How would you suggest approaching guest-blogging?

Guest-blogging is a key part of your strategy online, especially when it comes to link building.

You will notice that 90% of guest-blogging websites will ask for exclusive content, and one of the main reasons why they ask for this is so that they don’t have to compete with you over traffic. Basically, they don’t want to be out-ranked and in essence; neither do you.

If there is a penalty, what does this look like for a business?

The real penalty isn’t that Google will rank you lower, its actually that the traffic will be re-directed to the re-purposed piece of content if the website that it sits on is considered more influential than your website.

This is the problem with Google. If you blog enough on your site you will see a rise in traffic and links. You do want to preserve some of that for your own website. The analogy of “don’t run away with someone on the first date” applies here.

What would your suggestion be around avoiding a penalty?

My suggestion would be to actually avoid re-purposing all of your content. Whilst I will say don’t put all your eggs in one basket, you do need to be prepared for a drop of traffic when you do duplicate your content.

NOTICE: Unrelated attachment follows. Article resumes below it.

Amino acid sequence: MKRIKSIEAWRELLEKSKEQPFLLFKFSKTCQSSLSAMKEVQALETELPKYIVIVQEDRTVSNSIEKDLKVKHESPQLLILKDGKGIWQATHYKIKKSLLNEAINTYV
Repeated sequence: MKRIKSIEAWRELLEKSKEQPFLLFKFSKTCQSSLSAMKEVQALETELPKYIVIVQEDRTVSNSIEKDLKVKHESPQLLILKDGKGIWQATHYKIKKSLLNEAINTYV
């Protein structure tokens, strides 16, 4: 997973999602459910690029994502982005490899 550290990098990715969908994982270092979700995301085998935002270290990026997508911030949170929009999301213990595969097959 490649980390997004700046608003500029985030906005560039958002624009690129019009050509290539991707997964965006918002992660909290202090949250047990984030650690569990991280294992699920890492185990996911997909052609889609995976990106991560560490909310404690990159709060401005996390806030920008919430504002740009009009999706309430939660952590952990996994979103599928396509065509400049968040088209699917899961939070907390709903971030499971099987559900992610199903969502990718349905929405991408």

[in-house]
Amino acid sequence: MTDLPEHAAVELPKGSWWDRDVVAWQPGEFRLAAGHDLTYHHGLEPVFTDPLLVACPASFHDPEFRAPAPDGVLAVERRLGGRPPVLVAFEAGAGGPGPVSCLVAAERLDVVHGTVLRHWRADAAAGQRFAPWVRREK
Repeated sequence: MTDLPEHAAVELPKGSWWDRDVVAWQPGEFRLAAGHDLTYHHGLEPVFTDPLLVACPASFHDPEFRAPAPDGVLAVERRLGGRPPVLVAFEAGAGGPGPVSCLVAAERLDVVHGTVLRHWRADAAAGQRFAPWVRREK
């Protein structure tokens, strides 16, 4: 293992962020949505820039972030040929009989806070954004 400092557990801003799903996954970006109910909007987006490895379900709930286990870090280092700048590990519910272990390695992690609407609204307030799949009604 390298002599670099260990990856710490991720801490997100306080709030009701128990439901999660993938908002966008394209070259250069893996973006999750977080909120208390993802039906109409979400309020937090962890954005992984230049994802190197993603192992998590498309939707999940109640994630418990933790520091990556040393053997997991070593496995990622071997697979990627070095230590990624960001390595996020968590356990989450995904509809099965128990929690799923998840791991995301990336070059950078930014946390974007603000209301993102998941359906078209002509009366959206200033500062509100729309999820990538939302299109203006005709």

Are you able to give my readers a “best practice” for duplicating content?

My advice on a best practice for duplicating content is to stick to the 50/50 rule. If you are going to duplicate your content on the likes of LinkedIn Pulse and Medium, add to the bottom of the article a link back to the original post on your website.

My top four tips would be:

1. Always post the article on your own site first

You want to eliminate the potential of having to compete for traffic, so make sure the article you are thinking of duplicating actually sits on your website first

2. Consider only re-publishing 50% of your content

I say this because the importance of getting website traffic that converts is more important than maybe getting 10-50 views on the post elsewhere. Keep some of your content exclusive to your website, and only duplicate 50% of your blog content.

3. Wait one month until you syndicate

IF you are going to re-publish content elsewhere, give Google time to rank the post on your website before you share it on another website.

4. Keep an eye on your website traffic

Whilst I am saying to re-purpose only 50% of your content, analyse this on a regular basis to see whether you are having a large drop in website traffic, as this may be the reason why. Google, being the wonderful beast that it is, is constantly changing the way it’s ranking algorithm works and you will always want to be on top of this.

This was a great interview with Alasdair, and I hope that his insight into “will Google penalise you for duplicating content” gives you the answer you are looking for; I know it has for me.